* Jacko Maree retiring after 13 years at helm
* Sim Tshabalala, Ben Kruger to be joint-CEOs
* Earnings rise 8 pct
* Net-interest income up 18 pct (Recasts lead, adds new quotes, details)
By Helen Nyambura-Mwaura
JOHANNESBURG, March 7 (Reuters) - The new co-heads of South Africa’s Standard Bank promised to sharpen the African focus of the continent’s biggest lender following Thursday’s announcement by veteran chief executive Jacko Maree he was stepping down.
Maree, 57, will be succeeded by Sim Tshabalala, the head of South African operations who described himself as a “Zulu boy from Soweto”, and investment banking head Ben Kruger.
“There is a wall of liquidity and capital coming through the African continent. But to win, we need to ramp up our Africanness,” Tshabalala, 45, told a news conference.
“There’s been an understanding in the market that (Maree‘s) had a long tenure and that there could very well be a change so it’s not much of a surprise,” said Steve Meintjes, head of research at brokerage Imara SP Reid.
“The fact that they are making internal appointments points to depth of management.”
Under Maree’s 13-year tenure, Standard Bank ramped up its overseas presence and aggressively added branches across Africa, a strategy that has been widely lauded.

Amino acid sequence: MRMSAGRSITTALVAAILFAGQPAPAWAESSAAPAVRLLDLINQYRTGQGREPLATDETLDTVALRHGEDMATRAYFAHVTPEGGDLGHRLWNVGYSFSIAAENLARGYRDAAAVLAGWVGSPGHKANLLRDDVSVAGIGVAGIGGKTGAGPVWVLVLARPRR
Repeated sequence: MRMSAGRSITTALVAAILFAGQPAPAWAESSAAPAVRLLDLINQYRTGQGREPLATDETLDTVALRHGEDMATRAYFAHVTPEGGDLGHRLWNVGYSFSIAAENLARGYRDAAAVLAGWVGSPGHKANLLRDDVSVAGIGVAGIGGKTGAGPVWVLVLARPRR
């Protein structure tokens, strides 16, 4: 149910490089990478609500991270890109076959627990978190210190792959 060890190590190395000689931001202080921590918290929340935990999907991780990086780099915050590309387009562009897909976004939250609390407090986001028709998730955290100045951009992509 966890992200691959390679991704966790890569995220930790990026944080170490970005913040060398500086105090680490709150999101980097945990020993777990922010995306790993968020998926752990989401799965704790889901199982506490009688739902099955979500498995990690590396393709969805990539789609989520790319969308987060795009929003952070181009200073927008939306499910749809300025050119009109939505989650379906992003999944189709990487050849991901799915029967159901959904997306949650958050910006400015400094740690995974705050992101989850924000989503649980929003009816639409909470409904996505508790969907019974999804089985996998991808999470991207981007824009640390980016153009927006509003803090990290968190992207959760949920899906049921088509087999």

But his attempt to push into other emerging markets such as Argentina, Turkey and Russia was seen as a costly blunder and the bank has since scaled back its ambitions outside Africa.
Tshabalala will remain head of the South African business and take on operations on the rest of the continent.
Kruger, who has been with the bank for 28 years, will stay in charge of personal and business banking, and corporate and investment banking.
On Maree’s watch, Standard Bank sold a 20 percent stake to Industrial and Commercial Bank of China, a deal that highlighted China’s growing role in Africa and Standard Bank’s ambition to profit from trade with Asia.
Maree said he would stay on at Standard and use his wide contacts to generate business.
Tshabalala described his former boss as “fiendishly clever”, “famously impatient” and “infuriatingly pedantic”.
Kruger said Standard Bank was not intent on immediate acquisitions in Africa, where it already has 17 operations.
“We are not anti-small acquisitions but have nothing on the horizon that we are contemplating,” the 53-year-old said.
South African banks are focusing more on Africa, where the number of people without access to financial services is much higher than in their home market.
Rival FirstRand is making acquisitions on the continent to keep up with Standard, and Absa has bought up the African businesses of its parent Barclays to enlarge its presence to the north.
Standard Bank on Thursday reported an 8 percent rise in full-year profit, helped by double-digit growth in income from fees and lending. It said diluted headline earnings per share totalled 931.7 cents from 860.4 cents last year.
Its shares were slightly down at 115.93 rand at 1431 GMT, lagging a firmer Top-40 index. (Additional reporting by Ed Cropley; Editing by David Dolan and David Cowell)